A growing number of apps are popping up promising to encrypt your emails, messages and more. There are several places where encryption can play a role on your smartphone device– securing voice, messages, chat, emails, files and pictures, basically any file or data in transit.  What are the pros and cons of these new features and apps and how do they work?

Hamburguer menu icon

This article contains:

    Let’s take a look at voice encryption, which I know may sound like something from a spy movie. Voice is complex to encrypt because both of the parties talking to each other on the phone would need to have the same app that offers voice encryption.  Voice encryption apps, like Cellcrypt and Guardlock, require the user to register, add or accept an invite from the other party. This extra step can complicate communication for the average user and their motivation to use it is probably around a “I’ll worry about it later or it’s just not important to me” level.

    When it comes to encrypting data, if your phone is secured with a PIN and you have not changed the encryption defaults then your data should be safe. If you’ve been following the developments of the Apple vs FBI case surrounding the data on smartphones, you know that newer smartphones are by default encrypted and that it’s difficult to break. But once the phone is unlocked by the user, they are immediately open and the data is then accessible and potentially at risk from theft if the phone is accessed by a third party, even remotely. Think of it as an encryption layer over your entire house, with the downside being that once you get in through the front door, you can move around relatively easily.

    Let’s talk about apps that offer encrypted storage. You drop the files in there and lock it with a pin, much like locking away files in a vault.  The benefit here is that you can make a judgement of what data is sensitive and store it accordingly, in the same way you would with physical documents by placing them in a safe. Examples of apps that do this are Vault-Hide and Vault!.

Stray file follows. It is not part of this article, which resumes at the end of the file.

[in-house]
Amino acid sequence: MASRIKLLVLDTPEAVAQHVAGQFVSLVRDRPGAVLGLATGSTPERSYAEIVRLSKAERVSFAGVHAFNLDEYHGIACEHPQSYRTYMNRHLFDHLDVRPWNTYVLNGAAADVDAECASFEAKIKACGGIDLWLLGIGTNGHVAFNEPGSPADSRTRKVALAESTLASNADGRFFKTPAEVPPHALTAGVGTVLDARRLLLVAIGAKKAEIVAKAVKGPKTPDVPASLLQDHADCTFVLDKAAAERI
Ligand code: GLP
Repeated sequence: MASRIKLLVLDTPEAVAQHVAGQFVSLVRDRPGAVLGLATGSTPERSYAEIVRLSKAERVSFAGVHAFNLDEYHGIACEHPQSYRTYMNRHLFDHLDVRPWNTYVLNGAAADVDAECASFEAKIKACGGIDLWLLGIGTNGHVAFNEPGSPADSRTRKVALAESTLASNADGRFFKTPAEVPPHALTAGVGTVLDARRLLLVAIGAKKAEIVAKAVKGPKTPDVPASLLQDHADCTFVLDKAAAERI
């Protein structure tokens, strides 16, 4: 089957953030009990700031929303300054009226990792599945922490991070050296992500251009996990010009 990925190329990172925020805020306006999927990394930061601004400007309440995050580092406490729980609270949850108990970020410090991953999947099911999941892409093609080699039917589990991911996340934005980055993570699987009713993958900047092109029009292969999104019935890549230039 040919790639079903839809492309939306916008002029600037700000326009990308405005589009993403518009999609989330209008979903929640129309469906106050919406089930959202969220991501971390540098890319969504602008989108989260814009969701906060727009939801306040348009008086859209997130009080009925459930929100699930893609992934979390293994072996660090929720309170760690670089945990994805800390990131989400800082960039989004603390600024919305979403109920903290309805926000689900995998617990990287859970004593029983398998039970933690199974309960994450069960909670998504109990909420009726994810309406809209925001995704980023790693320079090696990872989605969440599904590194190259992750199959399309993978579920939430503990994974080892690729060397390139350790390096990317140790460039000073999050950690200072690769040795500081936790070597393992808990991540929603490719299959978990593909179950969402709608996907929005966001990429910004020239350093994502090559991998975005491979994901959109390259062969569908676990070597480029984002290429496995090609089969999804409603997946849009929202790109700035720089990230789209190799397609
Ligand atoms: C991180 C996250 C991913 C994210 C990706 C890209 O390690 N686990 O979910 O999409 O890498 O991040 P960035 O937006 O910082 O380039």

There are many chat apps that offer encryption in the same way as those encrypting voice encryption– both parties need to have the same app downloaded with a connection to the other person.  This is so that they can send message and files/photos to each other without someone in the middle intercepting them. Some of these also offer the ability to lock the app with a pin, so the beauty of that is even if someone unlocks your phone they are not going to see what you’ve been chatting about in that app.

    Beware of apps promising encryption that do not have a pin/password to unlock the app, for the above reason.  If someone can access your phone either physically or remotely while in an unlocked state, then there is potential for them to access the app and see your chat and file transfers. Examples of encrypted chat apps are Whatsapp or Theema; however, Whatsapp does not offer the added protection of a password or pin.

    The other place where caution is needed is on WIFI networks at public places such as coffee shops and libraries.  We connect to send and receive data and if we don’t have a VPN installed on the device, then our apps could be sending that private data in plain text to unknown services and would-be thieves.  There are simple and widely available tools that allow for someone to gain access to your data via a public WIFI.  Adding a VPN ensures that when data leaves your device, it’s encrypted and protects all data and app communication, although notes that this protection does not extend to voice. One good VPN to use is Hide My Ass!, part of the AVG family of apps, that obscures your location.

    Now, if you want to take the ultimate step towards absolute privacy, you can purchase a Blackphone.  CBS’s 60 Minutes had a good episode that talks about the Blackphone and its ability to do everything I’ve mentioned above.  A “must-have” for anyone wanting to be like a character in a spy movie!